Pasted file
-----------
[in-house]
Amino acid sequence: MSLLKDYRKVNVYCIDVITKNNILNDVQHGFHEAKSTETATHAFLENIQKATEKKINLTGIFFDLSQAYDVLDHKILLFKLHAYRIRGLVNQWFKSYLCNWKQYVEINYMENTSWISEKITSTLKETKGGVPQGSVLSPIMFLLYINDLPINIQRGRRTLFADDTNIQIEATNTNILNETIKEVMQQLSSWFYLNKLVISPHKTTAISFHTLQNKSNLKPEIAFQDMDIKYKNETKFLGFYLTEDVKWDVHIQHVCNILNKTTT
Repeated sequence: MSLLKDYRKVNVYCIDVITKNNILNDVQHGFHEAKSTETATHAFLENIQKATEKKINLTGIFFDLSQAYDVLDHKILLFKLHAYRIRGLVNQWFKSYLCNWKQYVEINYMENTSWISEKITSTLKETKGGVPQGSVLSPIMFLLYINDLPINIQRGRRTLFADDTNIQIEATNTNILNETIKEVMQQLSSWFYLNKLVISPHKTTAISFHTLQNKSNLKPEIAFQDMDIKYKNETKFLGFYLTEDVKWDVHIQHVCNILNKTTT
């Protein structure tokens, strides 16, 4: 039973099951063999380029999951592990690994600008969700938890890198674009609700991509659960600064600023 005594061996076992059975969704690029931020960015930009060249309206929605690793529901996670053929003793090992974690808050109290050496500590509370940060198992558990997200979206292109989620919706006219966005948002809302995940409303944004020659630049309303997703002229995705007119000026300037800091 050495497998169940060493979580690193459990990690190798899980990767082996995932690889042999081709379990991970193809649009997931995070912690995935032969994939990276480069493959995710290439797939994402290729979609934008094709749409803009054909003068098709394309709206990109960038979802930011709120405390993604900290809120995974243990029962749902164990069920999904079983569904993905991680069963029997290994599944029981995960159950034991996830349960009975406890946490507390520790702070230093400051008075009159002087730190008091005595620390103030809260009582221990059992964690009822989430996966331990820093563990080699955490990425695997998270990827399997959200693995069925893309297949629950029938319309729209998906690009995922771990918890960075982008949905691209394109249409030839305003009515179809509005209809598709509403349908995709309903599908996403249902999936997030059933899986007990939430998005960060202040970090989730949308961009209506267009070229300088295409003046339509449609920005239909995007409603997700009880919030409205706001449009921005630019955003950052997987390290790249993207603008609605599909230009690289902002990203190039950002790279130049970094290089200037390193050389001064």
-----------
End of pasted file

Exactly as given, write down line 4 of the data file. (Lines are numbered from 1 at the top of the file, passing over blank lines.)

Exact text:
């Protein structure tokens, strides 16, 4: 039973099951063999380029999951592990690994600008969700938890890198674009609700991509659960600064600023 005594061996076992059975969704690029931020960015930009060249309206929605690793529901996670053929003793090992974690808050109290050496500590509370940060198992558990997200979206292109989620919706006219966005948002809302995940409303944004020659630049309303997703002229995705007119000026300037800091 050495497998169940060493979580690193459990990690190798899980990767082996995932690889042999081709379990991970193809649009997931995070912690995935032969994939990276480069493959995710290439797939994402290729979609934008094709749409803009054909003068098709394309709206990109960038979802930011709120405390993604900290809120995974243990029962749902164990069920999904079983569904993905991680069963029997290994599944029981995960159950034991996830349960009975406890946490507390520790702070230093400051008075009159002087730190008091005595620390103030809260009582221990059992964690009822989430996966331990820093563990080699955490990425695997998270990827399997959200693995069925893309297949629950029938319309729209998906690009995922771990918890960075982008949905691209394109249409030839305003009515179809509005209809598709509403349908995709309903599908996403249902999936997030059933899986007990939430998005960060202040970090989730949308961009209506267009070229300088295409003046339509449609920005239909995007409603997700009880919030409205706001449009921005630019955003950052997987390290790249993207603008609605599909230009690289902002990203190039950002790279130049970094290089200037390193050389001064």